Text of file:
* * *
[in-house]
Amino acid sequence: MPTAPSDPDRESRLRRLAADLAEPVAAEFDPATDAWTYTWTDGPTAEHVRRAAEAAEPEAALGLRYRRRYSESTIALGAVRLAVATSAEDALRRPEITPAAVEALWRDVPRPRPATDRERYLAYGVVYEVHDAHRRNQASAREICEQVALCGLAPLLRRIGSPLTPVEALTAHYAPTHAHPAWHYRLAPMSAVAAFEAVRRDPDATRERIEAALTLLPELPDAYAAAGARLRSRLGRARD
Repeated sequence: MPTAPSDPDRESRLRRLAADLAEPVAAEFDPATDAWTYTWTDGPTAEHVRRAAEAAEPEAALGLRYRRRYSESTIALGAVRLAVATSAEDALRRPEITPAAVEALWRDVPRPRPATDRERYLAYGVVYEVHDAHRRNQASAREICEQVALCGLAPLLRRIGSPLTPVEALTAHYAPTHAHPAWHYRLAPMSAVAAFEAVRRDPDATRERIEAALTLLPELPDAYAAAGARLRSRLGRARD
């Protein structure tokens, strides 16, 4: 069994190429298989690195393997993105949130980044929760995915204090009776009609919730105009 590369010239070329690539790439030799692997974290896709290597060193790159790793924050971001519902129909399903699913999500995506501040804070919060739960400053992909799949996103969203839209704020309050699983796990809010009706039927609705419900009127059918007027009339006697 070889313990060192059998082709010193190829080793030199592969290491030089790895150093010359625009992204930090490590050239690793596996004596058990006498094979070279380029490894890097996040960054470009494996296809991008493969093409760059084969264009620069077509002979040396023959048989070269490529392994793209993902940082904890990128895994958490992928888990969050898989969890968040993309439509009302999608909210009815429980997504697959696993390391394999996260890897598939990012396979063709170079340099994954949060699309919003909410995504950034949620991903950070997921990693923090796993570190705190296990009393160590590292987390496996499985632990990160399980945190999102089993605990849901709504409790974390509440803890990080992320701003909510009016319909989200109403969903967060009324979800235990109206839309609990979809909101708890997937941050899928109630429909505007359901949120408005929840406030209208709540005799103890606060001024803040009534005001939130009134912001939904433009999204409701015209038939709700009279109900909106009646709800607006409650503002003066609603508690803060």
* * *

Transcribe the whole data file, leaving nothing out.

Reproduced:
[in-house]
Amino acid sequence: MPTAPSDPDRESRLRRLAADLAEPVAAEFDPATDAWTYTWTDGPTAEHVRRAAEAAEPEAALGLRYRRRYSESTIALGAVRLAVATSAEDALRRPEITPAAVEALWRDVPRPRPATDRERYLAYGVVYEVHDAHRRNQASAREICEQVALCGLAPLLRRIGSPLTPVEALTAHYAPTHAHPAWHYRLAPMSAVAAFEAVRRDPDATRERIEAALTLLPELPDAYAAAGARLRSRLGRARD
Repeated sequence: MPTAPSDPDRESRLRRLAADLAEPVAAEFDPATDAWTYTWTDGPTAEHVRRAAEAAEPEAALGLRYRRRYSESTIALGAVRLAVATSAEDALRRPEITPAAVEALWRDVPRPRPATDRERYLAYGVVYEVHDAHRRNQASAREICEQVALCGLAPLLRRIGSPLTPVEALTAHYAPTHAHPAWHYRLAPMSAVAAFEAVRRDPDATRERIEAALTLLPELPDAYAAAGARLRSRLGRARD
């Protein structure tokens, strides 16, 4: 069994190429298989690195393997993105949130980044929760995915204090009776009609919730105009 590369010239070329690539790439030799692997974290896709290597060193790159790793924050971001519902129909399903699913999500995506501040804070919060739960400053992909799949996103969203839209704020309050699983796990809010009706039927609705419900009127059918007027009339006697 070889313990060192059998082709010193190829080793030199592969290491030089790895150093010359625009992204930090490590050239690793596996004596058990006498094979070279380029490894890097996040960054470009494996296809991008493969093409760059084969264009620069077509002979040396023959048989070269490529392994793209993902940082904890990128895994958490992928888990969050898989969890968040993309439509009302999608909210009815429980997504697959696993390391394999996260890897598939990012396979063709170079340099994954949060699309919003909410995504950034949620991903950070997921990693923090796993570190705190296990009393160590590292987390496996499985632990990160399980945190999102089993605990849901709504409790974390509440803890990080992320701003909510009016319909989200109403969903967060009324979800235990109206839309609990979809909101708890997937941050899928109630429909505007359901949120408005929840406030209208709540005799103890606060001024803040009534005001939130009134912001939904433009999204409701015209038939709700009279109900909106009646709800607006409650503002003066609603508690803060």